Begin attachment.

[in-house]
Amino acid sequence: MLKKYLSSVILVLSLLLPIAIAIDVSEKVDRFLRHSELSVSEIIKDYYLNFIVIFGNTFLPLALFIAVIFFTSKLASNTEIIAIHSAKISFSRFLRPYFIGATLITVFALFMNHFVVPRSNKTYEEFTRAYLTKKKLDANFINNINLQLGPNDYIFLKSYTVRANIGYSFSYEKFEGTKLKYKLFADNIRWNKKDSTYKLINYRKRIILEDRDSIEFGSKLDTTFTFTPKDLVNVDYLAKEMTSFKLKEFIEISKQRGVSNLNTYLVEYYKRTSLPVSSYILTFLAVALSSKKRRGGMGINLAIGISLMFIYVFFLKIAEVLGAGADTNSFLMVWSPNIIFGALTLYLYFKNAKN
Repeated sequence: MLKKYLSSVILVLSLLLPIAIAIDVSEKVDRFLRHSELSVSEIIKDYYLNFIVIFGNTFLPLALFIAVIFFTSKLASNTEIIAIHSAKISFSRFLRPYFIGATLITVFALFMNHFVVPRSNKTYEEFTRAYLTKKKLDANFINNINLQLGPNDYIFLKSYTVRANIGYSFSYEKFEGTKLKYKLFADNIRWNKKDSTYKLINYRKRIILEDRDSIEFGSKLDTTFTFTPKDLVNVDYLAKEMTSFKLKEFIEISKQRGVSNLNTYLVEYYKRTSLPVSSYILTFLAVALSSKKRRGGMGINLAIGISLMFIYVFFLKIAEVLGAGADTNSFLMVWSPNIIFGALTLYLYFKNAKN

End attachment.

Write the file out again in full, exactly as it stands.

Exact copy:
[in-house]
Amino acid sequence: MLKKYLSSVILVLSLLLPIAIAIDVSEKVDRFLRHSELSVSEIIKDYYLNFIVIFGNTFLPLALFIAVIFFTSKLASNTEIIAIHSAKISFSRFLRPYFIGATLITVFALFMNHFVVPRSNKTYEEFTRAYLTKKKLDANFINNINLQLGPNDYIFLKSYTVRANIGYSFSYEKFEGTKLKYKLFADNIRWNKKDSTYKLINYRKRIILEDRDSIEFGSKLDTTFTFTPKDLVNVDYLAKEMTSFKLKEFIEISKQRGVSNLNTYLVEYYKRTSLPVSSYILTFLAVALSSKKRRGGMGINLAIGISLMFIYVFFLKIAEVLGAGADTNSFLMVWSPNIIFGALTLYLYFKNAKN
Repeated sequence: MLKKYLSSVILVLSLLLPIAIAIDVSEKVDRFLRHSELSVSEIIKDYYLNFIVIFGNTFLPLALFIAVIFFTSKLASNTEIIAIHSAKISFSRFLRPYFIGATLITVFALFMNHFVVPRSNKTYEEFTRAYLTKKKLDANFINNINLQLGPNDYIFLKSYTVRANIGYSFSYEKFEGTKLKYKLFADNIRWNKKDSTYKLINYRKRIILEDRDSIEFGSKLDTTFTFTPKDLVNVDYLAKEMTSFKLKEFIEISKQRGVSNLNTYLVEYYKRTSLPVSSYILTFLAVALSSKKRRGGMGINLAIGISLMFIYVFFLKIAEVLGAGADTNSFLMVWSPNIIFGALTLYLYFKNAKN